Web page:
If you are calculating and charting average weekly temperature in a room, but find that one night the thermostat has been inadvertently set to 90 degrees, how will that data point affect your average? Clearly, the answer is that it would create a false sense of a higher temperature average for the week, and in effect create a misleading report.
There may be times that it is appropriate to leave out irregular data points such as this one, to be sure, without feeling that you’re “cheating” on the numbers. Additionally, there may be special causes that have been addressed and no longer apply to the calculations, and you’d like to remove these. Or perhaps you’d like to exclude certain pieces of data on a temporary basis, to analyze their effect on the calculations. Having the flexibility to remove or exclude anomaly data from your control chart can help you more easily focus on your process and remove any additional noise from the chart or the calculations.
The differences between control limits and spec (specification) limits may seem irrelevant or nonexistent to those outside process production, but the gulf between them is in fact huge. In fact, they are two entirely different animals.
Spec limits may be designated by a customer, engineer, etc., indicating the allowable spread of a given measurement. Control limits, on the other hand, emerge from the process. The process data will determine what control limits are and help determine the stability of the process.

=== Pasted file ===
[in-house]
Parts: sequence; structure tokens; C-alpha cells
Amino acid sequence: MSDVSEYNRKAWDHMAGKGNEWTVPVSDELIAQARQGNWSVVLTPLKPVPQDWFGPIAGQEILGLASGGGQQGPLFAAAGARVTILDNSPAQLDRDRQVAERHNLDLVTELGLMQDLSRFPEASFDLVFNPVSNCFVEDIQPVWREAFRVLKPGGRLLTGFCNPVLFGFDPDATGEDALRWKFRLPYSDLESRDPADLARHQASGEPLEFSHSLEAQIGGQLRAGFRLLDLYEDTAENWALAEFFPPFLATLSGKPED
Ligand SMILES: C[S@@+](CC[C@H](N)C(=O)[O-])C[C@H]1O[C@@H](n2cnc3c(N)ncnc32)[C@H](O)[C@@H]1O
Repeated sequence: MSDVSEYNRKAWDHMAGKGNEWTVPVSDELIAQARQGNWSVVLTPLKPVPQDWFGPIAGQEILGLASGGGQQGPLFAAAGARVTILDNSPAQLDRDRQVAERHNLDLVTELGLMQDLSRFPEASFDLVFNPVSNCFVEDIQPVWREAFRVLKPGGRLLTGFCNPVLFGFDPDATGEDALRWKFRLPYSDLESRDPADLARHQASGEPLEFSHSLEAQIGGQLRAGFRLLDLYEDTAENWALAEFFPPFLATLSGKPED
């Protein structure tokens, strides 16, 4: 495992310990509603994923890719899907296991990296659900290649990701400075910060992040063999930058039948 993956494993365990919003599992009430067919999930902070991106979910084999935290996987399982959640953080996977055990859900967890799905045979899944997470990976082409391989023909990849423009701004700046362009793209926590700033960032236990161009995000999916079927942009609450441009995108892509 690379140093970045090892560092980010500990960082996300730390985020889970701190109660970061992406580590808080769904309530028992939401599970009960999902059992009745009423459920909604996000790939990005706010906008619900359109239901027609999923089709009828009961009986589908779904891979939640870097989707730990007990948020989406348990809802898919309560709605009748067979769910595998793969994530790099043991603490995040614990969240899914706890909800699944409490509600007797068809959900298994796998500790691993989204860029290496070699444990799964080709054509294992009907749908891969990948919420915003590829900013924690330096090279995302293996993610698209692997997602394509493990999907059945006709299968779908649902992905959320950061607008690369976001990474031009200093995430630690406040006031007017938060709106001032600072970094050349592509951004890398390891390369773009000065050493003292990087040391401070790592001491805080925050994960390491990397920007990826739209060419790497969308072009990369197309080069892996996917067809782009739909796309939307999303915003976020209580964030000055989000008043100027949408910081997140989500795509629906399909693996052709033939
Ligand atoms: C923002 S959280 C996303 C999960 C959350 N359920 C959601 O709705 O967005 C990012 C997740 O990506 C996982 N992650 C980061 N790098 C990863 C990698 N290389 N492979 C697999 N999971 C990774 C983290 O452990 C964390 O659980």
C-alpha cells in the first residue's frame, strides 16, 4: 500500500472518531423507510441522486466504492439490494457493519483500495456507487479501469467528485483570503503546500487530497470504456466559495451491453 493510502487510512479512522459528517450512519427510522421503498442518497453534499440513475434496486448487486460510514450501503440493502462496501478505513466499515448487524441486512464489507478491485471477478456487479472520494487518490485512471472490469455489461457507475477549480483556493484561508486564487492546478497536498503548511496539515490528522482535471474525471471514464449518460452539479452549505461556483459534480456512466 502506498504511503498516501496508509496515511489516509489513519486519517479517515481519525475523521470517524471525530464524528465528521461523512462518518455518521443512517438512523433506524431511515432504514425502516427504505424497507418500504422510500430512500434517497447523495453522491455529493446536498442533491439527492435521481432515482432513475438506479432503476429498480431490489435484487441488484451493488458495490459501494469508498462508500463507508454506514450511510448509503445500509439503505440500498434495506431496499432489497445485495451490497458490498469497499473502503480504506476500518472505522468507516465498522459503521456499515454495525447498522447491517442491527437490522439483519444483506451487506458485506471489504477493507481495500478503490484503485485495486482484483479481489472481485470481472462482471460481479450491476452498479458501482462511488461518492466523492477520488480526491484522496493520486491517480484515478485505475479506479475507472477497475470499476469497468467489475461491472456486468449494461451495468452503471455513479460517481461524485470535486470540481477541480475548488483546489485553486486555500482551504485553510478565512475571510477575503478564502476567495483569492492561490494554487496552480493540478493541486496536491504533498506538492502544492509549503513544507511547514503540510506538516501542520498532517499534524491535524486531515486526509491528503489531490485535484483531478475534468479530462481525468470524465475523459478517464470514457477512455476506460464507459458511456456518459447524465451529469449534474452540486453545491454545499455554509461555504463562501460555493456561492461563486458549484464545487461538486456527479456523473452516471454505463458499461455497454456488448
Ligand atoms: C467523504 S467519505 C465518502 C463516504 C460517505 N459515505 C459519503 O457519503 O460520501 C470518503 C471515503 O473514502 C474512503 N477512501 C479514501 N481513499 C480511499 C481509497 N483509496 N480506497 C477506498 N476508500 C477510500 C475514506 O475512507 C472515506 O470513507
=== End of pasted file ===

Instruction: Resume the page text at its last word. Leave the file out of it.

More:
If one is tempted to use spec limits as control limits, the advice from process engineers and statisticians as well is simple: Don’t.
For an X-bar chart, for example, such as the one illustrated below, all of the X-bar values are well within the designated spec limits. Things are fine, right?
Not so fast. Remember that an “X-bar” is an average. And as PQ Development Manager Steve Daum points out, if you put one foot in a bucket of ice water and the other into extremely hot water, the average water temperature may be perfectly temperate, indicating a comfortable situation. In fact, the average does not reflect the range of the separate data points, one of which might be 33 degrees Fahrenheit, and the other 180 degrees. Comfortable? Probably not.
A histogram of the same process offers a much clearer picture of the reality of this process (see chart), with some data values well outside the specification limits, indicating an unacceptable result.
Let your data do the talking, when it comes to control limits. Don’t confuse information from the process with requirements for the process.